How To: Easily Detect CVEs with Nmap Scripts

Easily Detect CVEs with Nmap Scripts

Nmap is possibly the most widely used security scanner of its kind, in part because of its appearances in films such as The Matrix Reloaded and Live Free or Die Hard. Still, most of Nmap's best features go under-appreciated by hackers and pentesters, one of which will improve our abilities to quickly identify exploits and vulnerabilities when scanning servers.

On Sept. 1, 2017, Nmap turned 20 years old. That means there are probably Null Byte users reading this article right now that aren't as old as Nmap. This is a testament to Nmap's usefulness over the last two decades. While there are several worthy port scanner alternatives, Nmap is still as useful a security tool as it was in 1997.

One lesser-known part of Nmap is NSE, the Nmap Scripting Engine, one of Nmap's most powerful and flexible features. It allows users to write (and share) simple scripts to automate a wide variety of networking tasks. Nmap has a comprehensive collection of NSE scripts built in, which users can easily utilize, but users can also create custom scripts to meet their individual needs with NSE.

Using NSE Scripts to Find More Vulnerabilities Faster

Here, I'll be demonstrating two similar premade NSE scripts at once, nmap-vulners and vulscan. Both scripts were designed to enhance Nmap's version detection by producing relevant CVE information for a particular service such as SSH, RDP, SMB, and more. CVE, or Common Vulnerabilities and Exposures, is a method used by security researchers and exploit databases to catalog and reference individual vulnerabilities.

For example, the Exploit Database is a popular database of publicly disclosed exploits. Exploit-DB uses CVEs to catalog individual exploits and vulnerabilities which are associated with a particular version of a service like "SSH v7.2." Below is a screenshot of Exploit-DB ... notice the CVE number assigned to this particular SSH vulnerability.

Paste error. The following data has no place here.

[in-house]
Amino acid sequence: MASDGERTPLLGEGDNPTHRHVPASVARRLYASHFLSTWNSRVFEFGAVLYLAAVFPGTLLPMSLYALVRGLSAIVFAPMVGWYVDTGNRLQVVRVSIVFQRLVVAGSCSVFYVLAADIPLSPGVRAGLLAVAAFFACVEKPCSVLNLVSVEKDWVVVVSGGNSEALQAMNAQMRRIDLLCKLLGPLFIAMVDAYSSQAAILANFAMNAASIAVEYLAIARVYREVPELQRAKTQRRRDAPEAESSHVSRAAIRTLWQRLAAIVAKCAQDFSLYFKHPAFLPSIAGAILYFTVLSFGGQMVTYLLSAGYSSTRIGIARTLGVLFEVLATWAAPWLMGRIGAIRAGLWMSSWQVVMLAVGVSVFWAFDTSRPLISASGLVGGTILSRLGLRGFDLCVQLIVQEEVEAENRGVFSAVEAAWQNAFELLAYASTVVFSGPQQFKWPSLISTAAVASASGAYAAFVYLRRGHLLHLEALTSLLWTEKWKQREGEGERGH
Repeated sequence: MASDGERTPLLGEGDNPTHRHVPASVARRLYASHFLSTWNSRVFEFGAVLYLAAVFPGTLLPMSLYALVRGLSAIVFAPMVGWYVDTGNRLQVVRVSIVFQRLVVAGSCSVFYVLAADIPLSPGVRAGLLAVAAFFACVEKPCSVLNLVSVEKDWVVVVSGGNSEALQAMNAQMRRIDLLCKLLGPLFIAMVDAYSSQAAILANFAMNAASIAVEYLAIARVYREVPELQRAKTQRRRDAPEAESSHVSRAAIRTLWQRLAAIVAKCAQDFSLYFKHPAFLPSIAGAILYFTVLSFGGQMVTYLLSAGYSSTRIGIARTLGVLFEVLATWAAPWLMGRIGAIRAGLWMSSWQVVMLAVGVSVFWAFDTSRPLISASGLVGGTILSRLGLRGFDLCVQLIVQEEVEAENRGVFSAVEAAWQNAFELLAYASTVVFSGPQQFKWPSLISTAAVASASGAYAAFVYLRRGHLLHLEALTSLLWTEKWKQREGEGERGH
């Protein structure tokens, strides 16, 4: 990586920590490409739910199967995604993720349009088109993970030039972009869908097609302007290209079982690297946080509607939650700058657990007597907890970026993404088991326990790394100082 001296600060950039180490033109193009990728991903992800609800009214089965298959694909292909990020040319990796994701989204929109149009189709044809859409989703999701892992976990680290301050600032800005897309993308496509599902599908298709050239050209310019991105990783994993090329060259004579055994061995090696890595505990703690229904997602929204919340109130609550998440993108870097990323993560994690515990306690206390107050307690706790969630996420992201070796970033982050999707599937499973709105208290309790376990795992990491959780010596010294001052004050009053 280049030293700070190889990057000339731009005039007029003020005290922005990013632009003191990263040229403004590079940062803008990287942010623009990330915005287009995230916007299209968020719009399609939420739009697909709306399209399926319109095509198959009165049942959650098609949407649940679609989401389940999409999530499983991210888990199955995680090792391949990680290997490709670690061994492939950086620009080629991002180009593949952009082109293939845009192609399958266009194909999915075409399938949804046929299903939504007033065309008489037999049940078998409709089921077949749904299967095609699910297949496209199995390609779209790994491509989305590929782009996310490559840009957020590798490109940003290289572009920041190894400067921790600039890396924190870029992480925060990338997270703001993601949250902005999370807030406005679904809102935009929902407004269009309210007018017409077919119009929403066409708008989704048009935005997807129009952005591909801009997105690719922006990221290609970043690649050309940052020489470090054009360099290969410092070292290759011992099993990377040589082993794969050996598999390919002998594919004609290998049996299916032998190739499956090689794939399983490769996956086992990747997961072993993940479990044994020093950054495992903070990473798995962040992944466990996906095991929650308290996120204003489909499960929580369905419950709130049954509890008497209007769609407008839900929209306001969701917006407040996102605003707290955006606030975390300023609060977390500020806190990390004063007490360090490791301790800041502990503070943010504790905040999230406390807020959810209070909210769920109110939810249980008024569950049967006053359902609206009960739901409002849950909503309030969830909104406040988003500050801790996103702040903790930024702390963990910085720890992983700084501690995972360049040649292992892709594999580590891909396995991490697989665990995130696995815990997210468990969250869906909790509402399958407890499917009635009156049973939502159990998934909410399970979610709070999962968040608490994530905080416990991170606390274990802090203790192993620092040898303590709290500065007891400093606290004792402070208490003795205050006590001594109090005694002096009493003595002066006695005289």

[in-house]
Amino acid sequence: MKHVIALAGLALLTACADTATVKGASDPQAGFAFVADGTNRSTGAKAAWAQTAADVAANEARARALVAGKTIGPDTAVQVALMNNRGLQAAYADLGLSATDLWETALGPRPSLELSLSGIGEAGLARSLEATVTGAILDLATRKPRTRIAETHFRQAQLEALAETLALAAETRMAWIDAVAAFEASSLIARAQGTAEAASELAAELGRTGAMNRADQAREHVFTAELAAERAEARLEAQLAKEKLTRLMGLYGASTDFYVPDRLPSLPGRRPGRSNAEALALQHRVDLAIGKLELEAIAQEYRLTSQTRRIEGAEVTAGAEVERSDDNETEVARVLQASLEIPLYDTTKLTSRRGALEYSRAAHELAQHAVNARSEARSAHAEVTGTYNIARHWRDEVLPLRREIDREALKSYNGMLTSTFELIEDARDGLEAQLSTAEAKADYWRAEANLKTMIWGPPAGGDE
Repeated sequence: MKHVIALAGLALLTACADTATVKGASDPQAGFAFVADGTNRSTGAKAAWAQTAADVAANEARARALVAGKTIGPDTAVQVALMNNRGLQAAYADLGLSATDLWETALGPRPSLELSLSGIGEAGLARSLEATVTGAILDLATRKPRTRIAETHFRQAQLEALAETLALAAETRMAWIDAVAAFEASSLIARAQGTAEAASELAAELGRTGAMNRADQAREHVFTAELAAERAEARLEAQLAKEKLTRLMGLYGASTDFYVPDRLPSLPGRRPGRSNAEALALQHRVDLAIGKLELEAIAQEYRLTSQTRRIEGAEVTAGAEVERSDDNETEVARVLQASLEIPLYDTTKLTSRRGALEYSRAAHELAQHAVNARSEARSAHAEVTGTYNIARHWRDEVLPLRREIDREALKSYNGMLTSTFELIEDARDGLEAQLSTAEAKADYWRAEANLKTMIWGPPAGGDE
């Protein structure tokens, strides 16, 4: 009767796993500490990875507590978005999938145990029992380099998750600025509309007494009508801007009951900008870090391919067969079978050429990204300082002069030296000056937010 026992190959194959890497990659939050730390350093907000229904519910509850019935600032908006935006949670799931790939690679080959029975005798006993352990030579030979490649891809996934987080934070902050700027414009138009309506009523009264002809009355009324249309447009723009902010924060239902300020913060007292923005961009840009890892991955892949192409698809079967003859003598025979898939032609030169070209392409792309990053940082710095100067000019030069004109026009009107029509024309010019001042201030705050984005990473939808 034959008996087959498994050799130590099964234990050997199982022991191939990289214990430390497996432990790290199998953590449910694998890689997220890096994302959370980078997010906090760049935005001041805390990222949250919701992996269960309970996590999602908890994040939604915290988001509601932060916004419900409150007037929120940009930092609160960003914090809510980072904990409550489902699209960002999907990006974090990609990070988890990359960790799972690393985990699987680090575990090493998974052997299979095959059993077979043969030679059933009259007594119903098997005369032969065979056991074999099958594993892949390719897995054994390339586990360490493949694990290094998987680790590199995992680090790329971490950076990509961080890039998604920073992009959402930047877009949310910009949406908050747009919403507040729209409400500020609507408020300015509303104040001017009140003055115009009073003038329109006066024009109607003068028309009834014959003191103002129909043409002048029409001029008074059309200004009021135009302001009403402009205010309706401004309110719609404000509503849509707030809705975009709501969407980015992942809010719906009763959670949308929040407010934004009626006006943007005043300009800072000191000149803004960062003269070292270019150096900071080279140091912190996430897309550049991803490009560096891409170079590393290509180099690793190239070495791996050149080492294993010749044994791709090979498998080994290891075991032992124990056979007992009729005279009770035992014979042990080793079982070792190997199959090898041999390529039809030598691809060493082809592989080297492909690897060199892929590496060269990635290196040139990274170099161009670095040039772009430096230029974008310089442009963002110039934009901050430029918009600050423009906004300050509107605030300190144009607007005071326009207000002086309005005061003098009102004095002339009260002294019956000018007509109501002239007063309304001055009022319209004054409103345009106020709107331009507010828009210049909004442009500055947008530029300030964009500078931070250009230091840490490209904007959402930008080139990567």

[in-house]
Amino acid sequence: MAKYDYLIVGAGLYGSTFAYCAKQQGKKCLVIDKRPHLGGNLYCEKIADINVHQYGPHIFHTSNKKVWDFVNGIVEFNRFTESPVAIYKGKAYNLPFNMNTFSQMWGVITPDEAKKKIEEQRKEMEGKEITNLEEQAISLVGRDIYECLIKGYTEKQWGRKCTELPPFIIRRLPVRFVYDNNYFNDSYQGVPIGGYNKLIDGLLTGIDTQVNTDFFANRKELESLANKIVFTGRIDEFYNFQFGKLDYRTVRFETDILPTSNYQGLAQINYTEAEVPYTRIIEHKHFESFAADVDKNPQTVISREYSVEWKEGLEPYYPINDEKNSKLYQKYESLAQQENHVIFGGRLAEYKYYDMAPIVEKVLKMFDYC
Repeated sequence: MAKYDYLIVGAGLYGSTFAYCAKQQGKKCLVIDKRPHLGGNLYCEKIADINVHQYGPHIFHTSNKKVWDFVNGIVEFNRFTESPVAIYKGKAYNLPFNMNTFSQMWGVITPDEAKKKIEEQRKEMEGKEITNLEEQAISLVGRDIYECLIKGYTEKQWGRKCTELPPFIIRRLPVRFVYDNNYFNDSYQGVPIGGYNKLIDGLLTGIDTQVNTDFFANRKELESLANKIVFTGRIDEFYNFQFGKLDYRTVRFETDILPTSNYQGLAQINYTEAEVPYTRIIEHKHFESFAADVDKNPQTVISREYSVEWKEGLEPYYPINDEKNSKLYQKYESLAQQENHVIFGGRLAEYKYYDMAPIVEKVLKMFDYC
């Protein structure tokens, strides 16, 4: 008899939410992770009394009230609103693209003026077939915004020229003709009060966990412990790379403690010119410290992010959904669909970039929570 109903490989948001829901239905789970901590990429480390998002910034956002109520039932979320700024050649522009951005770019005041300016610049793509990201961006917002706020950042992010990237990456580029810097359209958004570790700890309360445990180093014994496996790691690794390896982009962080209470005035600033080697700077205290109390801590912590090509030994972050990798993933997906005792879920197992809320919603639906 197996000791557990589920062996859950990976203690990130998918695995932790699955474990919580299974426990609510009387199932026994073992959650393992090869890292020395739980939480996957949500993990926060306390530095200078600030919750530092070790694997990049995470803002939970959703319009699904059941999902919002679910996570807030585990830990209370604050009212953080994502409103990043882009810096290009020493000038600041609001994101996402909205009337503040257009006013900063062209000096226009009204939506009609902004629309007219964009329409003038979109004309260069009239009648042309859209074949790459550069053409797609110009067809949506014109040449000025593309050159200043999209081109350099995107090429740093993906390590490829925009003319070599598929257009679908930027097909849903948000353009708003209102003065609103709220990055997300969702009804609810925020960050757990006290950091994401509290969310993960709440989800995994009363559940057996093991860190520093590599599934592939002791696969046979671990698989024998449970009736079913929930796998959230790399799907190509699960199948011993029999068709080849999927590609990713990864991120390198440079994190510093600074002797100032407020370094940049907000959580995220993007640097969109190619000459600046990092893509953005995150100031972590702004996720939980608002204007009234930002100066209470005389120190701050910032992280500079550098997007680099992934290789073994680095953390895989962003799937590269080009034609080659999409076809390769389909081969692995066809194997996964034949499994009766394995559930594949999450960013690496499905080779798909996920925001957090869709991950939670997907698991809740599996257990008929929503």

Both nmap-vulners and vulscan use CVE records to enhance Nmap's version detection. Nmap will identify the version information of a scanned service. The NSE scripts will take that information and produce known CVEs that can be used to exploit the service. This makes finding vulnerabilities much simpler.

Below is an example of Nmap version detection without the use of NSE scripts. Nmap discovered one SSH service on port 22 using version "OpenSSH 4.3."

And here's an example of that very same server using the NSE scripts. We can see there's a much more informative output now.

The nmap-vulners NSE script (highlighted in red) reported over a dozen CVEs disclosed in the last few years. The nmap-vulners CVEs are organized by severity, "9.3" begin the most severe, placed at the top of the list and therefore worth investigating. The vulscan NSE script (highlighted in blue) also reported over a dozen interesting vulnerabilities related to OpenSSH v4.3.

Both of these NSE scripts do an excellent job of displaying useful information related to vulnerable services. Nmap-vulners queries the Vulners exploit database every time we use the NSE script. Vulscan, on the other hand, queries a local database on our computer which is preconfigured when we download vulscan for the first time.

Now, there's a lot going on in the above screenshot, so let's first learn how to install these NSE scripts before we get into using them.

Step 1: Install Nmap-Vulners

To install the nmap-vulners script, we'll first use cd to change into the Nmap scripts directory.

cd /usr/share/nmap/scripts/

Then, clone the nmap-vulners GitHub repository by typing the below command into a terminal.

git clone https://github.com/vulnersCom/nmap-vulners.git

That's it for installing nmap-vulners. There's absolutely no configuration required after installing it.

Step 2: Install Vulscan

To install vulscan, we'll also need to clone the GitHub repository into the Nmap scripts directory. Type the below command to do so.

git clone https://github.com/scipag/vulscan.git